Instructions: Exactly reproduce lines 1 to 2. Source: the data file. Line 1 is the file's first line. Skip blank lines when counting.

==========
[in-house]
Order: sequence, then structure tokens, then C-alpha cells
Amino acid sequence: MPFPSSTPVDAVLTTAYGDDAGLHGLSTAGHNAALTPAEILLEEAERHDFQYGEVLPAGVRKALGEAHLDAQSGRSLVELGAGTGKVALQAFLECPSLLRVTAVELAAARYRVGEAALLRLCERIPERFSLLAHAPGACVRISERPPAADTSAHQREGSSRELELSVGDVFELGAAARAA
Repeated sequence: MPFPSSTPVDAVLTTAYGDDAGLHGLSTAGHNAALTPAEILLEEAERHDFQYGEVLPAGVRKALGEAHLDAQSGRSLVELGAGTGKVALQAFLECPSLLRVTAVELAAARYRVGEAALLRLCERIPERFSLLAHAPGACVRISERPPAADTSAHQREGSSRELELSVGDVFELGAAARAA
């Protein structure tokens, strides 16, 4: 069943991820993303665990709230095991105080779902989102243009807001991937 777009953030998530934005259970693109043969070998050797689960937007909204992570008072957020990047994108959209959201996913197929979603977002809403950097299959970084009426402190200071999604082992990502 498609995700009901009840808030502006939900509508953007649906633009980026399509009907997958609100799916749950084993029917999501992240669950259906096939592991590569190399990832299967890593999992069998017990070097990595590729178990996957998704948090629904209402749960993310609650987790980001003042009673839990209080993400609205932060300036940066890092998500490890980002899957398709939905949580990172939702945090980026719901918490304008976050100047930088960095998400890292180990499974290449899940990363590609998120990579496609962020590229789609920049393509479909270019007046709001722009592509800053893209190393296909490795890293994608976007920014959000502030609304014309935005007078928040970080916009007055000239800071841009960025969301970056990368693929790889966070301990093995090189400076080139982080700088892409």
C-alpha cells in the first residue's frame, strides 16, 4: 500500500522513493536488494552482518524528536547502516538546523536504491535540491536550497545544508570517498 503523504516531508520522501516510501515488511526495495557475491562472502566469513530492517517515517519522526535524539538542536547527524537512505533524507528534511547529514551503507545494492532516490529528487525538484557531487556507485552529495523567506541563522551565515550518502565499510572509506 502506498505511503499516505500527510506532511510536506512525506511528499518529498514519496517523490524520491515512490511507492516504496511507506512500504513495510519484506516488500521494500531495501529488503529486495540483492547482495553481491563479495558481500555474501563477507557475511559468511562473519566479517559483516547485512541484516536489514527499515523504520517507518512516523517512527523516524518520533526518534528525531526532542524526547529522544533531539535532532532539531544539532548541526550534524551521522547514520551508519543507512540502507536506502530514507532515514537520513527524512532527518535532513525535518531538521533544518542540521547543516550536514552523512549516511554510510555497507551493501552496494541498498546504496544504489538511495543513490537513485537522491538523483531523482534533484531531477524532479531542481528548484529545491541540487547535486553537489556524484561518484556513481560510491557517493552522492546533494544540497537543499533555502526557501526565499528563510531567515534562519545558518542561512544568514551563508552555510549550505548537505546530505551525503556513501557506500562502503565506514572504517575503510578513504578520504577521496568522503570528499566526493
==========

[in-house]
Order: sequence, then structure tokens, then C-alpha cells